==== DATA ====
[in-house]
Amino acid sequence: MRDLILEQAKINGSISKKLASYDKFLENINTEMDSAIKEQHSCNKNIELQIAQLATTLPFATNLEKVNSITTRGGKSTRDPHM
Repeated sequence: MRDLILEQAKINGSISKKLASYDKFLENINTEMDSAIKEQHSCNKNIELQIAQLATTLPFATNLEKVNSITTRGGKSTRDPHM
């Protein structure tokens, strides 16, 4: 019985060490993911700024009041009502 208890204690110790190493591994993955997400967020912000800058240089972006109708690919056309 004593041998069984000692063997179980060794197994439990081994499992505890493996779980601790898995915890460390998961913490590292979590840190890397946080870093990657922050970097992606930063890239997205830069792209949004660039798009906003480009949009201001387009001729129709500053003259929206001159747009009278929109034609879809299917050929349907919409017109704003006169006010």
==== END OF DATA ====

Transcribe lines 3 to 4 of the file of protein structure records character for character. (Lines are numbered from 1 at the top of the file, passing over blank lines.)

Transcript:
Repeated sequence: MRDLILEQAKINGSISKKLASYDKFLENINTEMDSAIKEQHSCNKNIELQIAQLATTLPFATNLEKVNSITTRGGKSTRDPHM
């Protein structure tokens, strides 16, 4: 019985060490993911700024009041009502 208890204690110790190493591994993955997400967020912000800058240089972006109708690919056309 004593041998069984000692063997179980060794197994439990081994499992505890493996779980601790898995915890460390998961913490590292979590840190890397946080870093990657922050970097992606930063890239997205830069792209949004660039798009906003480009949009201001387009001729129709500053003259929206001159747009009278929109034609879809299917050929349907919409017109704003006169006010």